English, How She Is Wrote
Just been trawling through my CV file in case I've had any job applications that might be worth following up (we're pretty keen to hire a good Web developer if you're interested). I always save random CVs that come in, because you never know what might happen in the future.
Anyway, most of these items are from people of Indian or Pakistani origin, and they got me thinking that the English language might be an amusing topic to write about (it certainly worked for Bill Bryson).
For the sake of my typing finger, I'm going to talk about 'Indian' English (although it also includes other subcontinental flavours such as Pakistani, Bangladeshi and Sri Lankan). CVs from Indians always include a flowery opening phrase like 'my dear sir, I humbly submit my biodata (yes really) for your kind perusal. Seeking a position of Web Designer in a reputed company and put in my utmost efforts in an organization and reach the top of the pyramid through integrity, sincerity and effectiveness thus prove my worth to self and others.' (This is a real one, honest!).
Guys and gals, we are not a 'reputed' company, we are real, and we might even be 'reputable'.
The CVs then go on to explain about the dozens of 'degrees' the applicant has acquired, and the many years of work experience he has accumulated. It is not uncommon for these things to add up to something close to the age of the applicant - maybe they did go to University when they were three years old, but hey. If you receive 'biodata' by fax, they will also be accompanied by copies of all of the certificates that the applicant has collected.
It's all a bit sad, and it is very hard to cut through all of this trash and find a person who might be able to do the job. Ho hum.
As owners of the English language patent (what do you mean we never patented it?!), us Brits can get very irritated at what we perceive to be abuse of the language. Well some of us anyway. (NB the previous 'sentence' has no subject and therefore cannot be considered to be a sentence, but I'm leaving it in). I do get a bit irritated when our glorious language gets mangled, but I think I'm fairly tolerant. You have to realise that English really is the most dynamic language on the planet, new words are being coined all the time, and usage and grandma are in a constant state of flux (I think that's somewhere near Nevada).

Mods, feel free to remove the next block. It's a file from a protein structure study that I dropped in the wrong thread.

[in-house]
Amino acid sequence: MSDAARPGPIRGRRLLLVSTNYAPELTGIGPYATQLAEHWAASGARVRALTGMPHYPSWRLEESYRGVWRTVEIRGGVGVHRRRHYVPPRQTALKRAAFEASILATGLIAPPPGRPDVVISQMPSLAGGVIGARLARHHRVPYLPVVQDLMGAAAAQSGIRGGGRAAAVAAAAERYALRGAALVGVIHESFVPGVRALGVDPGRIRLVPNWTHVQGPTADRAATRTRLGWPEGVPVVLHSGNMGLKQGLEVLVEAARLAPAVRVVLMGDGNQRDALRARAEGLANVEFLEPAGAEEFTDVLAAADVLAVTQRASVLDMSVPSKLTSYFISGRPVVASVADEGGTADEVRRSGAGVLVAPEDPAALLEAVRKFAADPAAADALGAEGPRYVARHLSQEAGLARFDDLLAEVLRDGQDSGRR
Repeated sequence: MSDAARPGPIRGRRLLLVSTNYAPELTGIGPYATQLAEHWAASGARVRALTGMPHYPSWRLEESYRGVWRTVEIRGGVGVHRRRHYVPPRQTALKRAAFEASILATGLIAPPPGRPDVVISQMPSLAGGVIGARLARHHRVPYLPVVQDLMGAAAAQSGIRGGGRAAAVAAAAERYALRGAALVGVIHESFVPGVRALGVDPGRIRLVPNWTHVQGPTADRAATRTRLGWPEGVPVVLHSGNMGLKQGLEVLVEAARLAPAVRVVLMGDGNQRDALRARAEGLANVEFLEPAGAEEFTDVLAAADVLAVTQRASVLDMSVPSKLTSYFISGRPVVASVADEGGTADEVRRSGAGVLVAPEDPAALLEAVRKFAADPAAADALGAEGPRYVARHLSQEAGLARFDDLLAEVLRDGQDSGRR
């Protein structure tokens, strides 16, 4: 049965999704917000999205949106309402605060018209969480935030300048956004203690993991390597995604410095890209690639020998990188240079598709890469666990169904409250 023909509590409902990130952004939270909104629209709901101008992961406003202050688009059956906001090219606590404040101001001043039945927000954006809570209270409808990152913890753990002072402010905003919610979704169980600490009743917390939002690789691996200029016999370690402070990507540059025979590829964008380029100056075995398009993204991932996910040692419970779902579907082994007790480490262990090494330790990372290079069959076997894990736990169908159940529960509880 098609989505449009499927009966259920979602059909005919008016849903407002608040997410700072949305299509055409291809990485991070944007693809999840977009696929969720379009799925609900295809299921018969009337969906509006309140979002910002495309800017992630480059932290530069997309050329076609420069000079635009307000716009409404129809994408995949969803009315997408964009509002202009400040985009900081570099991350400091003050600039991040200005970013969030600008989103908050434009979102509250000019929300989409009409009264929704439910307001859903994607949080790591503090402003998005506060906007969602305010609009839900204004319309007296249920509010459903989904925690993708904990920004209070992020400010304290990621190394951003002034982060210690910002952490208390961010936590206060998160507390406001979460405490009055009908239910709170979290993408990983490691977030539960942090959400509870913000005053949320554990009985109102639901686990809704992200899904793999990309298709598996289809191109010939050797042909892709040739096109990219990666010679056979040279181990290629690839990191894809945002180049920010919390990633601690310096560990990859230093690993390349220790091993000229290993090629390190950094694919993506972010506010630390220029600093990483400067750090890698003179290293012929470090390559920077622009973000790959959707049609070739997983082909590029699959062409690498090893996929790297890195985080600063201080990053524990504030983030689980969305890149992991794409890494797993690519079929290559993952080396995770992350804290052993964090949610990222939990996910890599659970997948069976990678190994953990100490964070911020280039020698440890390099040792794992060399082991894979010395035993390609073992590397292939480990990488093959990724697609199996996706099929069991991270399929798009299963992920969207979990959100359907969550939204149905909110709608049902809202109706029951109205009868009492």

You also need to realise that the way US English speakers speak is not that far removed from the English spoken in England at the time the first waves of immigrants hit the New World. All the dodgy spelling can be blamed on Noah Webster and his Dictionary. The convolutions of Indian English can be largely blamed on blokes like Rudyard Kipling. I don't believe that Brits have an exclusive claim to be the sole arbiter of what is right and what is wrong. Let's face it, the standard of literacy among recent generations of English school-leavers leaves a lot to be desired.
And here's the point (I knew I'd think of one eventually if I rambled on for long enough). The future of English as she is writ and spoke will be largely determined by the USA. Purely because American TV and movies are so pervasive around the world. If it was to do with population, then we could be looking at Indian English as the model. And then we could all enjoy dealing with things like this...
You call a company and ask for Mr So-And-So, and they tell you 'he is not on his seat', or 'he is not in his cabin' (cabin is Indian for office). They might even tell you he is outside. And when you ask when he will be coming inside they might say '2 weeks'. So you ask how far outside he has gone, and they might say 'London' or 'Delhi'. Whether the person you want to speak to is on his seat, in his cabin or orbiting Mars, the receptionist will want to know what your 'goodname' is and the exact details of what you want to speak to Mr X about. Go figure, as the Americans might say.